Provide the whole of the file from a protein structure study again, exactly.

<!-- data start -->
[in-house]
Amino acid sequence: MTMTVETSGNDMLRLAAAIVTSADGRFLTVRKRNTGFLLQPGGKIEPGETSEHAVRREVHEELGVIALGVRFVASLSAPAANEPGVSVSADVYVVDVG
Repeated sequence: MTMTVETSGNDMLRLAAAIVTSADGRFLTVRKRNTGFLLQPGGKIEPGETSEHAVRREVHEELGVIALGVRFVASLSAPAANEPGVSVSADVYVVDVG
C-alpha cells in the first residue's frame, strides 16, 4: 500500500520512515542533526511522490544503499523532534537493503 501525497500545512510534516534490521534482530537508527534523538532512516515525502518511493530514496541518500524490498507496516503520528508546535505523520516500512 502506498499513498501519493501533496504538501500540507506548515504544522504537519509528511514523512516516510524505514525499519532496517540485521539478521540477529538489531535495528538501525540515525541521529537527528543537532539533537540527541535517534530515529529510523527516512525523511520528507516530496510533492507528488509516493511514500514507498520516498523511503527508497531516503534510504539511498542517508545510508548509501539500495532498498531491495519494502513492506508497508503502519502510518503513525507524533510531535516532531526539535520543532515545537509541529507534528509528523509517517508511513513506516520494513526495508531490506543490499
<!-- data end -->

[in-house]
Amino acid sequence: MTMTVETSGNDMLRLAAAIVTSADGRFLTVRKRNTGFLLQPGGKIEPGETSEHAVRREVHEELGVIALGVRFVASLSAPAANEPGVSVSADVYVVDVG
Repeated sequence: MTMTVETSGNDMLRLAAAIVTSADGRFLTVRKRNTGFLLQPGGKIEPGETSEHAVRREVHEELGVIALGVRFVASLSAPAANEPGVSVSADVYVVDVG
C-alpha cells in the first residue's frame, strides 16, 4: 500500500520512515542533526511522490544503499523532534537493503 501525497500545512510534516534490521534482530537508527534523538532512516515525502518511493530514496541518500524490498507496516503520528508546535505523520516500512 502506498499513498501519493501533496504538501500540507506548515504544522504537519509528511514523512516516510524505514525499519532496517540485521539478521540477529538489531535495528538501525540515525541521529537527528543537532539533537540527541535517534530515529529510523527516512525523511520528507516530496510533492507528488509516493511514500514507498520516498523511503527508497531516503534510504539511498542517508545510508548509501539500495532498498531491495519494502513492506508497508503502519502510518503513525507524533510531535516532531526539535520543532515545537509541529507534528509528523509517517508511513513506516520494513526495508531490506543490499